What is English? (Part 4)
So what do these different examples in Activity 2 tell us about the nature of English around the world? One of the points I hope they illustrate is that the language is very diverse – that in different communities it has developed in such a way that its form is noticeably different.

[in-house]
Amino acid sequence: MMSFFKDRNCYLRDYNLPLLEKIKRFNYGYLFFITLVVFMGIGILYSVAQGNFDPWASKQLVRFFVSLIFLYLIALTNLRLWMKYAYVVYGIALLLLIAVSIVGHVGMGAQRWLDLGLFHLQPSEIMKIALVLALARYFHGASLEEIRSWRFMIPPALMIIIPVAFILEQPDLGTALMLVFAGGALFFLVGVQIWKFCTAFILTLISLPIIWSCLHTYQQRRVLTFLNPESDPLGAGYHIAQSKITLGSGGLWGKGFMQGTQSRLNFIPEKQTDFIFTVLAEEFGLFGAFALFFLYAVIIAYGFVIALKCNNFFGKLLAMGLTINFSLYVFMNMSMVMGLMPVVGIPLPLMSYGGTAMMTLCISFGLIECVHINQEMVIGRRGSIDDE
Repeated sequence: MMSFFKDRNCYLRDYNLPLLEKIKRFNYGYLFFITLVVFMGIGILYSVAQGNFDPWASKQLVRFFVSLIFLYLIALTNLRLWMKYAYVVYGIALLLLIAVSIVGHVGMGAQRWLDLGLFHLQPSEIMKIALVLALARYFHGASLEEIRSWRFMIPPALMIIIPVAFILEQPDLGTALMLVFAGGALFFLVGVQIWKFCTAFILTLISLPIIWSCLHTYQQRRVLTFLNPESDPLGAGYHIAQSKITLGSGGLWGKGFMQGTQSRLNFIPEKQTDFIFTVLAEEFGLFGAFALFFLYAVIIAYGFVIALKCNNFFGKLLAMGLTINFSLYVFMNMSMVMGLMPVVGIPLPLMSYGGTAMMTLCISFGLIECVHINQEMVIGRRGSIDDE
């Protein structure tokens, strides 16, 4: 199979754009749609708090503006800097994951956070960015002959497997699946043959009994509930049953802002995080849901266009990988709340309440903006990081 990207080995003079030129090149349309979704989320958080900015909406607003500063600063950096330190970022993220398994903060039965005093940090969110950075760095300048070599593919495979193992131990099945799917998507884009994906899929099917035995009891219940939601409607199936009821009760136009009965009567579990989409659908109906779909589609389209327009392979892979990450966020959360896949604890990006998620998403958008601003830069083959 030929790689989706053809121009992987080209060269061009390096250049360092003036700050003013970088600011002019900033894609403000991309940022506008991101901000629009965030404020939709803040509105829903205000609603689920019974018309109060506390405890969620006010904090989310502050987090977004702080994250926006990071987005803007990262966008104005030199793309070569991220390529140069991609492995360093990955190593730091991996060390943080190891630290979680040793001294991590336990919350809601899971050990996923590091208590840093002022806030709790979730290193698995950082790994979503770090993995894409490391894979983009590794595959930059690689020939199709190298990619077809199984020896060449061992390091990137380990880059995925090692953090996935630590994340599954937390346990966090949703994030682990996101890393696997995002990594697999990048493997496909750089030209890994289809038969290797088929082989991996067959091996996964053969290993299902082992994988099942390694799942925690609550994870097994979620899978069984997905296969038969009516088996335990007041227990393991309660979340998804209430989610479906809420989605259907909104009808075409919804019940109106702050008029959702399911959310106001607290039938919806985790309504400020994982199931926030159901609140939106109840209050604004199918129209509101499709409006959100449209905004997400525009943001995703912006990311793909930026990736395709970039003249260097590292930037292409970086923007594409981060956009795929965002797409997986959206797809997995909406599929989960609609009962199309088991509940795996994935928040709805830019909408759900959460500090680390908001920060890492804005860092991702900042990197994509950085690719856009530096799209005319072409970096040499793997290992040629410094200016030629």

You may feel, however, that some of the examples above are not necessarily ‘real’ English at all. Manglish, for instance, can be thought of as a mixture of English and a quite separate language. And while modern Scots and English developed from a common ancestor, Scots is now often viewed as a distinct language (although this decision is as much a political issue as it is a linguistic one). As I mentioned above, in these two cases there is a great deal of controversy about the status of these as independent or legitimate languages. So were you to make the argument that neither of them are really English at all, you wouldn’t be alone in doing so. The question that follows from this, though, is at what point do we decide to call these varieties a different language? At what point are they no longer ‘English’? Is the Arizonan example also a different language? Or is it similar enough to standard English that it should still be called English? In other words, where does the tipping point come? Given the fact that English is being used on an everyday basis in these diverse forms around the globe, how does one decide what counts as the core of the language? Is there a central version of the language which we should think of as authentic English? Or are each of these varieties equally valid systems of linguistic expression which just happen to be different? We can start to answer these questions by looking at the ways that languages exist in the world, and the distinctions that are made in describing them.